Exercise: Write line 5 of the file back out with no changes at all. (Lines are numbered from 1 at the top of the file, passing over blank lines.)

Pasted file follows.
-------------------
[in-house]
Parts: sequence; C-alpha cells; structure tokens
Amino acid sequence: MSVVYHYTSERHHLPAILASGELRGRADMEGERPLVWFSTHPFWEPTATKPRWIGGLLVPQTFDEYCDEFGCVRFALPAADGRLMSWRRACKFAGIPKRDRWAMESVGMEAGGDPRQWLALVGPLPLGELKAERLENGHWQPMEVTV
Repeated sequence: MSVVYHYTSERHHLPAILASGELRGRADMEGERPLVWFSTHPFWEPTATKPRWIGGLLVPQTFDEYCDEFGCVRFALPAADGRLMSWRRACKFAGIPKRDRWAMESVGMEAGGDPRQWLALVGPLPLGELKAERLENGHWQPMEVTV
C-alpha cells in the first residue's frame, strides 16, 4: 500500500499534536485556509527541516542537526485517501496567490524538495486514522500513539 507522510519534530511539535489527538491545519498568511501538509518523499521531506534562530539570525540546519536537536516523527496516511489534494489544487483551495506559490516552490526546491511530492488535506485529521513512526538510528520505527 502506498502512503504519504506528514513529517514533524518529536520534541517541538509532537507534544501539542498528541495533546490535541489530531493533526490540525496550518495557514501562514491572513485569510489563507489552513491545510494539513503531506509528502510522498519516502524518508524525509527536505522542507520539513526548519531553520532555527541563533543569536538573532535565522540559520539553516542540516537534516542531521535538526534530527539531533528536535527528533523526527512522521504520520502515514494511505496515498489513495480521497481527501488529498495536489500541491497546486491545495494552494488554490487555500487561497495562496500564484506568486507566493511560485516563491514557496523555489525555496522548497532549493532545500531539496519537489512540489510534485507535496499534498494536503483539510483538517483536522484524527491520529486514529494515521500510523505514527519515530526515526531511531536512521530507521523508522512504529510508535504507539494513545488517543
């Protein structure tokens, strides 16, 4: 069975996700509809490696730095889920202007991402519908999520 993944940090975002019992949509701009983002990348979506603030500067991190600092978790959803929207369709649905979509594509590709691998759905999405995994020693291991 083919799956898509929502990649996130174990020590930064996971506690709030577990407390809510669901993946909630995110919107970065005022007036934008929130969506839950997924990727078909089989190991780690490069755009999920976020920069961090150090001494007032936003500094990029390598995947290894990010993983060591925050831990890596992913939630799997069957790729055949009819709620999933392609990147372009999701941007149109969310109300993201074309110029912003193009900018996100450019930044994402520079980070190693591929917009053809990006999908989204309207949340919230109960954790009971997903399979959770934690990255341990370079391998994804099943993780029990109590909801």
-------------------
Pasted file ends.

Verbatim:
C-alpha cells in the first residue's frame, strides 16, 4: 500500500499534536485556509527541516542537526485517501496567490524538495486514522500513539 507522510519534530511539535489527538491545519498568511501538509518523499521531506534562530539570525540546519536537536516523527496516511489534494489544487483551495506559490516552490526546491511530492488535506485529521513512526538510528520505527 502506498502512503504519504506528514513529517514533524518529536520534541517541538509532537507534544501539542498528541495533546490535541489530531493533526490540525496550518495557514501562514491572513485569510489563507489552513491545510494539513503531506509528502510522498519516502524518508524525509527536505522542507520539513526548519531553520532555527541563533543569536538573532535565522540559520539553516542540516537534516542531521535538526534530527539531533528536535527528533523526527512522521504520520502515514494511505496515498489513495480521497481527501488529498495536489500541491497546486491545495494552494488554490487555500487561497495562496500564484506568486507566493511560485516563491514557496523555489525555496522548497532549493532545500531539496519537489512540489510534485507535496499534498494536503483539510483538517483536522484524527491520529486514529494515521500510523505514527519515530526515526531511531536512521530507521523508522512504529510508535504507539494513545488517543